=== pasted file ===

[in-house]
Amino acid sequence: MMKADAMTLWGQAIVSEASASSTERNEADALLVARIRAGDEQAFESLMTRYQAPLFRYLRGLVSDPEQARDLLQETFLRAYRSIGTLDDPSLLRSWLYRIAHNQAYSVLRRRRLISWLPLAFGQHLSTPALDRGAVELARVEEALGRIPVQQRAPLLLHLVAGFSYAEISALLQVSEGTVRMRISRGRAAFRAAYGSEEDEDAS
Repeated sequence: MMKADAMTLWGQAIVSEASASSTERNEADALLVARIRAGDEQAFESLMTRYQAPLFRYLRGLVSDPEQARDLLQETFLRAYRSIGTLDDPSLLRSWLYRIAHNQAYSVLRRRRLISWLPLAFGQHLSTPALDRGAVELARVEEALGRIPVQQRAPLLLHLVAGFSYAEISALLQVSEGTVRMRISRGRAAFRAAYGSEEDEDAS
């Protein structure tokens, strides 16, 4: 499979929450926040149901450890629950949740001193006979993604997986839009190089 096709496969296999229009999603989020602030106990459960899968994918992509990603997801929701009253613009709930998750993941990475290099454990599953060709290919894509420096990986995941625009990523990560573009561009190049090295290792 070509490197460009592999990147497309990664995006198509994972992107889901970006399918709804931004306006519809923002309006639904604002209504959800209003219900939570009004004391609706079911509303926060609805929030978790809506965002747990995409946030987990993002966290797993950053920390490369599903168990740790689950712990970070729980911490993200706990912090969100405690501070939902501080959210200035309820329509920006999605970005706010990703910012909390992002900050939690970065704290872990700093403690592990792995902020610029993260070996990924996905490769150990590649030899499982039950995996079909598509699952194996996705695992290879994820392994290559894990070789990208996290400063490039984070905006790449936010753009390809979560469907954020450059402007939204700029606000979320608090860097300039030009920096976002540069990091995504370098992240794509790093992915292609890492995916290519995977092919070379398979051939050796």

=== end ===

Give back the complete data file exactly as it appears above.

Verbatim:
[in-house]
Amino acid sequence: MMKADAMTLWGQAIVSEASASSTERNEADALLVARIRAGDEQAFESLMTRYQAPLFRYLRGLVSDPEQARDLLQETFLRAYRSIGTLDDPSLLRSWLYRIAHNQAYSVLRRRRLISWLPLAFGQHLSTPALDRGAVELARVEEALGRIPVQQRAPLLLHLVAGFSYAEISALLQVSEGTVRMRISRGRAAFRAAYGSEEDEDAS
Repeated sequence: MMKADAMTLWGQAIVSEASASSTERNEADALLVARIRAGDEQAFESLMTRYQAPLFRYLRGLVSDPEQARDLLQETFLRAYRSIGTLDDPSLLRSWLYRIAHNQAYSVLRRRRLISWLPLAFGQHLSTPALDRGAVELARVEEALGRIPVQQRAPLLLHLVAGFSYAEISALLQVSEGTVRMRISRGRAAFRAAYGSEEDEDAS
């Protein structure tokens, strides 16, 4: 499979929450926040149901450890629950949740001193006979993604997986839009190089 096709496969296999229009999603989020602030106990459960899968994918992509990603997801929701009253613009709930998750993941990475290099454990599953060709290919894509420096990986995941625009990523990560573009561009190049090295290792 070509490197460009592999990147497309990664995006198509994972992107889901970006399918709804931004306006519809923002309006639904604002209504959800209003219900939570009004004391609706079911509303926060609805929030978790809506965002747990995409946030987990993002966290797993950053920390490369599903168990740790689950712990970070729980911490993200706990912090969100405690501070939902501080959210200035309820329509920006999605970005706010990703910012909390992002900050939690970065704290872990700093403690592990792995902020610029993260070996990924996905490769150990590649030899499982039950995996079909598509699952194996996705695992290879994820392994290559894990070789990208996290400063490039984070905006790449936010753009390809979560469907954020450059402007939204700029606000979320608090860097300039030009920096976002540069990091995504370098992240794509790093992915292609890492995916290519995977092919070379398979051939050796």